“So it’s the lipstick and handbag museum today then?” I said to the boys, raising a hopeful eyebrow.
It’s a running joke: keeping them entertained during the long, long holiday involves so many boy-related activities that I do like to rebel every now and then, and threaten them with an art museum, or (to their wide-eyed horror) a spot of shopping.
They looked at me aghast, as though I’d suggested slow torture. “Lipstick and handbags? NO WAY!” they chorused, in unison.
DH, who’s just spent 36 hours with us in the UK, might have smiled too, in silent agreement – and I might have inwardly sighed at the thought of another aviation museum (on top of the castle with murder holes yesterday; two air and space museums in DC; a train museum in Baltimore; numerous train rides and a submarine tour).
But off we went …
Each year, on our summer sojourn, I’m reminded how much longer my boys’ school holiday is than the six weeks or so enjoyed by British children. This is truly astonishing considering how much my sons don’t know yet and, therefore, how much schooling they need. I’m also reminded exactly why the words, “MUM-EEEE, I’m bored,” grate on your ears far more than the most irritating ringtone.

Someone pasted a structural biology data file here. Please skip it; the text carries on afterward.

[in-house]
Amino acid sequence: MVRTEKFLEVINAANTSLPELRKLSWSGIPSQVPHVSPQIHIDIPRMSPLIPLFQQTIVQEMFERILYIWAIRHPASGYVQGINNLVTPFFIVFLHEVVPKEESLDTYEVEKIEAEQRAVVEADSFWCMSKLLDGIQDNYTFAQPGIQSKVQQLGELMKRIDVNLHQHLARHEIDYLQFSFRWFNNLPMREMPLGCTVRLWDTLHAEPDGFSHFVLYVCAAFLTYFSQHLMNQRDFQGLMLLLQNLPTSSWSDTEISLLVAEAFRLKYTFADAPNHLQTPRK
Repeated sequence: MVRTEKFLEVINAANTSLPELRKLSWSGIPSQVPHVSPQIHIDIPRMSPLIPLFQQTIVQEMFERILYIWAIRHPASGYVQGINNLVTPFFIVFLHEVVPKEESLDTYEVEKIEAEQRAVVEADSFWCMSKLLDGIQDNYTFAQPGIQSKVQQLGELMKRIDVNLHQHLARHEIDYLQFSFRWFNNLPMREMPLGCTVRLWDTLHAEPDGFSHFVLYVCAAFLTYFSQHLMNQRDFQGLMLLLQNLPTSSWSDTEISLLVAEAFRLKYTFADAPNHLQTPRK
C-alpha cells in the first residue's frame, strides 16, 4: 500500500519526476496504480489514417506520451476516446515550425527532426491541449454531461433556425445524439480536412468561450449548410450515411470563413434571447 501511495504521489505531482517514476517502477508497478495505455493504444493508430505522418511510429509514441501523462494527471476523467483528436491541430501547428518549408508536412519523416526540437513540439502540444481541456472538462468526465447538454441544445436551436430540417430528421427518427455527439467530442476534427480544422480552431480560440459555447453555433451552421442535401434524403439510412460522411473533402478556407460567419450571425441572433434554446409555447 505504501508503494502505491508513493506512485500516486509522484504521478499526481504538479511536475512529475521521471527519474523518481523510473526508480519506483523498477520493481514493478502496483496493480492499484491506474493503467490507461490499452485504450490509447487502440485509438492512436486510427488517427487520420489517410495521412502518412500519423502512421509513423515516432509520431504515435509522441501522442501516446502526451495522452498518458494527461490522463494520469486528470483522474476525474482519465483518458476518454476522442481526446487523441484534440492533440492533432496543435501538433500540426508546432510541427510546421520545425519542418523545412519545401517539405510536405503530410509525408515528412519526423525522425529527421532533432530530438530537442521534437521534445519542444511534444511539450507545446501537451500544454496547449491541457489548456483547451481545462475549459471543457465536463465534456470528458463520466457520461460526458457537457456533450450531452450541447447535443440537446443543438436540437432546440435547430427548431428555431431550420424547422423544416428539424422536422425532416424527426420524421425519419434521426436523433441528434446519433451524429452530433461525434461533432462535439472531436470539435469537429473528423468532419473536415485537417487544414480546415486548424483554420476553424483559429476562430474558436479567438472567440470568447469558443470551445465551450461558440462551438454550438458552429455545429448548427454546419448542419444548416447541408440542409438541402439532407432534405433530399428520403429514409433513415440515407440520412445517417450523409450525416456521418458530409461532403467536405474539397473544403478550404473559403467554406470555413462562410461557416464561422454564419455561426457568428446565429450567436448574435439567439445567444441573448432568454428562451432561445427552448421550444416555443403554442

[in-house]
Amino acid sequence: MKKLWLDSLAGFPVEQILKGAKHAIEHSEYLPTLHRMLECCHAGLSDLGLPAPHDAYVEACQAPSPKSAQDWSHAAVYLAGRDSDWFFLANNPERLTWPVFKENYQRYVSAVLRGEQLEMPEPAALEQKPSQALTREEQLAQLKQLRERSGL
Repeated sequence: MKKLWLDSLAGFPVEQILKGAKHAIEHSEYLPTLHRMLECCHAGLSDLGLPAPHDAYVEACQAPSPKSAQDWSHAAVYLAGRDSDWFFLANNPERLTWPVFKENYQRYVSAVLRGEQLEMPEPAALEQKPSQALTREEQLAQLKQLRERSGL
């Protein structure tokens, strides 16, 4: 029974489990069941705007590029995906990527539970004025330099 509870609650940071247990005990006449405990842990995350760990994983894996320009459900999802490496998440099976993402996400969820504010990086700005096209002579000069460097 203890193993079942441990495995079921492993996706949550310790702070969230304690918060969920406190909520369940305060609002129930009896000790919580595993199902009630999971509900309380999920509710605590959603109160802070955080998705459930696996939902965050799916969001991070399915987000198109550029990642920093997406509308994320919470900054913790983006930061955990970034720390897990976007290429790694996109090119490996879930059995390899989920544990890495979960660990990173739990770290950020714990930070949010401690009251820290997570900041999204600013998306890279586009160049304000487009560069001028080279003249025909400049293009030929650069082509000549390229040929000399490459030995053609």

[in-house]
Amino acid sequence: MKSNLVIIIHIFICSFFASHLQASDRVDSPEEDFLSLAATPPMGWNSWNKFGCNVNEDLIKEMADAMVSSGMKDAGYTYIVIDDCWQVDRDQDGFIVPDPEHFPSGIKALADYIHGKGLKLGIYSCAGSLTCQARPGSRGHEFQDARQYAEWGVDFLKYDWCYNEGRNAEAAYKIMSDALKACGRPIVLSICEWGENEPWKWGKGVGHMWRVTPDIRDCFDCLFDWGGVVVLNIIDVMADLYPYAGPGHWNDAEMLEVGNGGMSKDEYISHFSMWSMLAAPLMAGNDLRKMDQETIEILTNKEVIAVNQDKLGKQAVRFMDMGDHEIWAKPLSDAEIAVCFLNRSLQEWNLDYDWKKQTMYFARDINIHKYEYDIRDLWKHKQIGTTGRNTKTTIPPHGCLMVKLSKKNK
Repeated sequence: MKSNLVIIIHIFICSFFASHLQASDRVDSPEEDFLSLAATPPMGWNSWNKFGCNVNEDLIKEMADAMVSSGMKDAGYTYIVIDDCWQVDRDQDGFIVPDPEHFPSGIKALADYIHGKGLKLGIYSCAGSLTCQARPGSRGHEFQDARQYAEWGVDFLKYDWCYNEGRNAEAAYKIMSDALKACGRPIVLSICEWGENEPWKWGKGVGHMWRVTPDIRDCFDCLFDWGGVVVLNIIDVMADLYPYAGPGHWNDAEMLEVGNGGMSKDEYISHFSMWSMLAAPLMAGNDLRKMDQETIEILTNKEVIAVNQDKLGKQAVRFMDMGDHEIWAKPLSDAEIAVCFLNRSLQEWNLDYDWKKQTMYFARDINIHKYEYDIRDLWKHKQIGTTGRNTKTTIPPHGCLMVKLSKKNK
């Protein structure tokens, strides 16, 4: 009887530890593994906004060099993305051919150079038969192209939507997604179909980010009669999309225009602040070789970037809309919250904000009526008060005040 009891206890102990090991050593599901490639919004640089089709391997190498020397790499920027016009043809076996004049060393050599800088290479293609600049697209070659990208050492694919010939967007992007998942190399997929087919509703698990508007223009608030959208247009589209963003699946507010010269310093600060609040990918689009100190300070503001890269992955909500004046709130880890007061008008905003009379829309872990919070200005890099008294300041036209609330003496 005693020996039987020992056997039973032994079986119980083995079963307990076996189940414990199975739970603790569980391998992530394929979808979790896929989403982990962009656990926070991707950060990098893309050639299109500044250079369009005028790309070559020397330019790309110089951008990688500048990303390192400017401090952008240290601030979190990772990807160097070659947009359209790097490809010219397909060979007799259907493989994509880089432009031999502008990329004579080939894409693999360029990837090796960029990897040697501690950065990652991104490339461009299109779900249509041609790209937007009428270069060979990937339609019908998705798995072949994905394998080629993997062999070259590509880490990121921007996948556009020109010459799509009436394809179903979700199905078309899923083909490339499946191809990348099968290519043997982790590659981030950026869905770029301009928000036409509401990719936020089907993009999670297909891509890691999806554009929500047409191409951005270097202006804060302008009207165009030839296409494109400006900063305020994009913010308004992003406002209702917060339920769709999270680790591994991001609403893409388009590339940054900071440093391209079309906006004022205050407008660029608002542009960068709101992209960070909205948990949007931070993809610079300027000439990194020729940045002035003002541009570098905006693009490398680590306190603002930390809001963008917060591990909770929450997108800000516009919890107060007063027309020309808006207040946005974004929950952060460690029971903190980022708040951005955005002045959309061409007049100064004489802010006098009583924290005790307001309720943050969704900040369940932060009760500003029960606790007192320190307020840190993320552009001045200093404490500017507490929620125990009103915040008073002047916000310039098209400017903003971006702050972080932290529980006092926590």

I digress. Where was I? The birthplace of British motorsport and aviation.
Actually, Brooklands Museum near Weybridge in Surrey is a great place to visit. The boys clamboured onto old airplanes; there’s a Wellington Bomber, a Hurricane and a genuine ‘bouncing bomb’, all carefully explained by friendly volunteers; and a bus museum, too. You could probably even have a sarnie under Concorde’s wing, if you wanted to.
But the highlight was the vintage car ride – a thrilling dash up Test Hill, along the Banking and down the Finishing Straight of the world’s first purpose-built motor racing circuit.
“Awesome,” screamed the boys in delight, as we flew up the hill and our world turned sideways while careering round the steep bank.
Displaying high-spirited glee, they started singing, “Everything is AWESOME!!!” And with the wind whistling through our hair, it really did feel like we were reliving the halcyon days of racing.
Our silver-haired driver chuckled, then remarked: “I’ve learnt a whole new language since starting this job.”
He turned round to face the boys after the car came to a juddering stop: “Wicked, eh?” he deadpanned, with a wink.
Yes, it was – and so much better than hearing, “Mummy, I SAID, I’m bored.” On repeat.